Basically, beekeepers don't set the bee-space which exists between combs - the bees do that themselves, by extending or contracting the depth of the cells, depending on their intended usage. What the beekeeper does is to set the spacing between comb centres, which often varies according to the size of the bee.

    Large-cell bees raised on standard foundation require a frame spacing of around 35 to 38mm if problems are not to occur, whereas bees raised on natural combs tend to prefer around 32-ish mm - BUT - there is no definite 'must be' about any of this - it's for the beekeeper to adjust the comb spacing to fit the size of bee he or she is keeping - and not the other way around ...
    LJ
    A Heretics Guide to Beekeeping http://heretics-guide.atwebpages.com/

  10. #9
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    Default Re: Bee space

    I would suggest the industry accepted standard spacing is a good place to go. We know it is "workable". After you experiment with narrower and wider spacings in your climate, with your particular bees, and in your relative style of keeping frame contact surfaces scraped clean, you may decide to vary this dimension generally or in specific locations.

    Fusion_power had a good post on the need for absolutely square frames with no twist, foundation perfectly centered and flat, etc., when using narrow frame spacing. Narrower spacing can have implications and benefits depending on bee breed and your spring and summer flow timings.

    My experience with narrowed spacing is that it is more trouble for me than perceived benefit; Keeping mites under control and ensuring sufficient winter feeds pays better dividends for my degree of attention span!
    Frank

  11. #10
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    Default Re: Bee space

    >whoa, all you better get your facts straight before spreading false information ^^^
    >No way, there is only one correct definition of Bee Space, and that is that it equals 3/8 inch or 9.5mm, no more no less.

    Beespace is between 1/4" and 3/8" It's been that since bees existed... to put it another way it is 5/16" +- 1/16".

    There were just the top three hits on google for "beespace between..."

    http://www.dave-cushman.net/bee/bsp.html
    https://missapismellifera.com/2014/1...umber-sort-of/
    http://articles.extension.org/pages/...-to-beekeeping

    But let's ask Langstroth, the guy who generally (though probably erroneously) get's credit for discovering beespace...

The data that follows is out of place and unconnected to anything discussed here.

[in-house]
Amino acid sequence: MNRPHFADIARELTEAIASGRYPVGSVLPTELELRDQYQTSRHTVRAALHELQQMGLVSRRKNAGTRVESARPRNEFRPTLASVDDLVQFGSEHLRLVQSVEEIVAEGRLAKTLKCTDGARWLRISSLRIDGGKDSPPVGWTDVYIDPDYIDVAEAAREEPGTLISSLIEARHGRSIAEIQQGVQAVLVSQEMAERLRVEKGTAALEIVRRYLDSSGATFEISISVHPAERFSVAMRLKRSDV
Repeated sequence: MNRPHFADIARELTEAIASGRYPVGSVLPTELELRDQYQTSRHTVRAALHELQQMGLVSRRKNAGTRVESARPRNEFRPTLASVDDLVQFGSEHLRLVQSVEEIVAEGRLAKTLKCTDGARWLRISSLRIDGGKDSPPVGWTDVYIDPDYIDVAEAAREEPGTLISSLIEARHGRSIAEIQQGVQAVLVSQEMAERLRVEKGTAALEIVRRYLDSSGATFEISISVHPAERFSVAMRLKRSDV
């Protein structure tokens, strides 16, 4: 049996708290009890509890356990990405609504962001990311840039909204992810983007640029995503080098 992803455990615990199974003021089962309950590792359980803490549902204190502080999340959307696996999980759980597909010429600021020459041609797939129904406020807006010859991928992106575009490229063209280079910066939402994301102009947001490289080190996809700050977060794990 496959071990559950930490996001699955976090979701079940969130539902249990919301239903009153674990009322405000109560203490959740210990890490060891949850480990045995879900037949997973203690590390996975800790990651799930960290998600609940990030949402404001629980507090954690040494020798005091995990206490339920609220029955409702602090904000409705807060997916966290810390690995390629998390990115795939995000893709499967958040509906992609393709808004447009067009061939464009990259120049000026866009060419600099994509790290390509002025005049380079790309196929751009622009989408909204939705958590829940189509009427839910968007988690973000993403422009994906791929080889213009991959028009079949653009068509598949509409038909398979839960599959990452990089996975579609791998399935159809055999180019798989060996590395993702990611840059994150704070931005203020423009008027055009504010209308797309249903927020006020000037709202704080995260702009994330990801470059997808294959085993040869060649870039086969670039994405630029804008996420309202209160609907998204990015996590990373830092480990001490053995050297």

"...leaving, between the frames and the hive walls, a space of from one-fourth to three-eights of an inch, called bee-space"--Langstroth on the hive and the honey bee 1889 edition pg 140
    Michael Bush bushfarms.com/bees.htm "Everything works if you let it." ThePracticalBeekeeper.com 42y 40h 39yTF

  12. #11
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    Thumbs Up Re: Bee space

    Quote Originally Posted by SmokeyHill View Post
    I have read several articles concerning bee space. It seems the bees prefer different space according to the use of the comb. How do you set your bee space?
    Welcome to Beesource SmokeyHill!

    Mandatory "Bee Space" is built into your equipment, (it is what makes moving your frames possible without destroying equipment or honey combs), "Frame Spacing" within that equipment is somewhat variable.

    Additional space between frames is not desirable in the brood nest, but can be used to advantage in honey supers. Most reports of additional frame spacing are between frames of drawn comb in honey supers; usually one frame count short of the design width of a super, i.e., 9 frames in a ten frame super, or 7 frames in an eight frame super. Bees will add depth to the drawn comb to store extra honey. If there is too much space between frames, (or, above or below the frames), there will be burr comb. HTH
    ...We don't see things as they are, we see things as WE are...

  13. #12
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    Default Re: Bee space

    Draw foundation with frames tight together. Keep brood frames tight together. Bees like a compact brood nest. I actually shave my brood frames so 11 fit in the box. Once comb is drawn, I only run eight frames in honey supers. Makes extraction so much quicker and easier.

  14. #13
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    Default Re: Bee space

    Lots of good comments here. Unfortunately, the real experts & 0nly ones who know for sure, the bees, don't post here.
    Beeman
    All things may be lawful; but not all things are advantagous.

  15. #14
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    Default Re: Bee space

    Quote Originally Posted by SmokeyHill View Post
    How do you set your bee space?
    The frames and boxes are designed in such a way that they maintain bee-space ie the height of frame-rest relative to the frame and width of the side bar of the frame. n using convectional langstroth style equipment...you don't really need to "set" bee space, its already figured out for you.

    ps. dimensions between manufacturers do vary. Like dadant frames in kelley boxes with a flush inner cover leaves too little space to maintain bee space. The result is the bees propolis all the top bars to the inner cover to manage and trap hive beetles.